French cuisine is reputed to be the finest in the world and has greatly influenced the cooking methods of western cultures. Regional cuisine reflects traditional recipes where different cooking styles and ingredients are used, such as the use of butter in the north and olive oil in the south.
Different types of cuisine
The variety of food eaten by French people can be realized by following the 4 course meal that usually take place on the French table. Bread and wine are always present and the meal consist of the “entrée” or opening meal, the “Plat principal” or main course meal. The “Fromage” or cheese meal follows next, itself followed by the Dessert dish.
There are five main types of bread known to the French eater.
- Pain de champagne – the bread, known as country bread or French Sourdough is a large round bread made from rye instead of wheat flour.
- Brioche – a puffy loaf cause by the use of a large amount of eggs and butter and also brandy and sugar to accentuate taste.
- Baguette – a famous crisp bread prepared from ordinary lean dough, having a length of 26 inches and a diameter of 2 to 2.5 inches, used mainly for making sandwiches and served with cheese, dunked in coffee or chocolate.
- Boule – a loaf that looks like a squeezed ball prepared from any type of flour. Traditionally, it has a soft inner part and a crunchy crust and can be made in different sizes.
- Croissants – these are made from ordinary dough, eggs, butter, sugar and milk and are eaten as an entrée. They are similar to a puff pastry.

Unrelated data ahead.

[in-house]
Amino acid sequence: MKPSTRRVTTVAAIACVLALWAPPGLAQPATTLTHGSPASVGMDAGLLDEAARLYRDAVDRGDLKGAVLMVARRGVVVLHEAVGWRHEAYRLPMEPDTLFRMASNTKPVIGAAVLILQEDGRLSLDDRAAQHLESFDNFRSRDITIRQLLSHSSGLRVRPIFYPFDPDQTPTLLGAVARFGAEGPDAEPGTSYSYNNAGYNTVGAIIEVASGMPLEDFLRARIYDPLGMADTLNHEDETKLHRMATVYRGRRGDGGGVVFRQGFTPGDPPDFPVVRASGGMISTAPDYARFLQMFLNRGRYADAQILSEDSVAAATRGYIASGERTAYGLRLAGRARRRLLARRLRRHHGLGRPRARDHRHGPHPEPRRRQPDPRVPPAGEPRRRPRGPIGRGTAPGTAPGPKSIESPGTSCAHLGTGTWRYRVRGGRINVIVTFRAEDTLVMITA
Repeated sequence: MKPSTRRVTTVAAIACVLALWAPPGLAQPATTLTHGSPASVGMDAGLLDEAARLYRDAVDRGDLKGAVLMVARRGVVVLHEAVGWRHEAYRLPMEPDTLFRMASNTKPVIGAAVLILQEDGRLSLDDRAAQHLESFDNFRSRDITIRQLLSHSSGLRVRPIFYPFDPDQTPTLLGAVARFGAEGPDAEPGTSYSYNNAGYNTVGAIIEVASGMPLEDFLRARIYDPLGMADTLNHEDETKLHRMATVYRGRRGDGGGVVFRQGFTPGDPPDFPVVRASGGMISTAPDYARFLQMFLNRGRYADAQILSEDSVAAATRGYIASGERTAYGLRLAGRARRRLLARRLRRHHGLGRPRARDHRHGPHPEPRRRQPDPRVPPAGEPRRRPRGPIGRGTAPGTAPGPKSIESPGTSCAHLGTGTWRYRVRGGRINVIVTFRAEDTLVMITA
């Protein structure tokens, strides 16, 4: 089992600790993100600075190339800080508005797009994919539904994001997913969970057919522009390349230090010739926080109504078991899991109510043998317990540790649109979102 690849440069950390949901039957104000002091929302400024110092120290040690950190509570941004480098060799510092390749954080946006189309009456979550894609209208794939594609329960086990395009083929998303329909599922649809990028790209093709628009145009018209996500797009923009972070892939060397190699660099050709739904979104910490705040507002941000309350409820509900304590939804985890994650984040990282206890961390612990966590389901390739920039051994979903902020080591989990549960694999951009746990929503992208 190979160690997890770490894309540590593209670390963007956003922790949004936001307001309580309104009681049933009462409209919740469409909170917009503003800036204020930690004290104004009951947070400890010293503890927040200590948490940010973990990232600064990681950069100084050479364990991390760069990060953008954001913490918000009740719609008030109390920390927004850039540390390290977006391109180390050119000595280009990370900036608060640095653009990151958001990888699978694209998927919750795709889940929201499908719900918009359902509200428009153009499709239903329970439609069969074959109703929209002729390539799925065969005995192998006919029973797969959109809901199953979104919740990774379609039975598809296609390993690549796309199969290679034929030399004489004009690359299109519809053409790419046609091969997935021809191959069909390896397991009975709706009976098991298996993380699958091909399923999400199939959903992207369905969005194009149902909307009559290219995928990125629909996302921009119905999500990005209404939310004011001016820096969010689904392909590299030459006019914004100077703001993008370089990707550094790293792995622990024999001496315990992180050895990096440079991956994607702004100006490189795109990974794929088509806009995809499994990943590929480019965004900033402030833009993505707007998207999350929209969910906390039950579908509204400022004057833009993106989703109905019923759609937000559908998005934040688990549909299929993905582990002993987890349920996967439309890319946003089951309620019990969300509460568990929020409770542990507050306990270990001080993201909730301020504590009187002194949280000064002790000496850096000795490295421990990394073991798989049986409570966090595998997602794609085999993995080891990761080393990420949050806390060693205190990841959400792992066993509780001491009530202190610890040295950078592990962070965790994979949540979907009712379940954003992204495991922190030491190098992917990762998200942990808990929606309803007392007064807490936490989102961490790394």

- Quiche Lorraine – a pie filled with custard, cheese, meat an/or vegetables. It originated from Germany but has now become a French dish.
- French onion soup – called Soupe à l’oignan in French and consists of onion, broth and meat. It had its origins in Roman times as fare for the poor but has gained a place as a national entrée dish.
- Duchesse(s) Potatoes – a classic breakfast dish with a shape similar to a meringue. They are seasoned and baked with egg yolk and butter.
- Beef Bourguignon – similar to a stew dish with the meat marinated in red Burgandy wine mixed with beef broth, bouquet gami, onions and garlic.
- Bouillabaisse – a typical Marseille fish stew dish which combines five species made up of the scorpion fish, shellfish, sea robin and European conger.
- Cassoulet – a slow cooking casserole dish coming from the south of France with pork, sausages, duck or goose but rarely mutton, simmered on the fire.
- Cog au vin – one of the most famous French foods, featuring braised chicken prepared in Burgundy wine and cooked with mushrooms and lardons.
- Camembert – The cheese is made from unpasteurized cow’s milk and ripened by fungi for 3 weeks before it is cut into manageable circular sizes. It is often eaten raw with wine, meat and bread.
- Brie – this cheese hails from the Ile-de-France region. It is also made from cow’s milk. It is pale in colour with an outer white layer of mold. It is usually served with coffee or as a breakfast meal.
- Roquefort – this is a blue cheese made from sheep’s milk and is native to the region of Roquefort-sur-Soulzon.
- Valencay – a cheese from the Berry province made from unpasteurized goat’s milk. Its texture is soft. The blue colour comes from the action of molds while maturing.
Cheese is particularly good in Northern France due to ideal weather conditions for the grass that feeds the cows…
Desserts and pastries
- Crème Brûlée – the dessert is traditional with a vanilla flavor.
- Madelaine – shell-shaped sponge cakes made from flour, eggs, almonds and sugar.
- Éclair – a pastry made from choux dough and cylindrical in shape with cream filling and topped with icing.
- Tarte Tatin – a tart dish made from fruits, butter and sugar.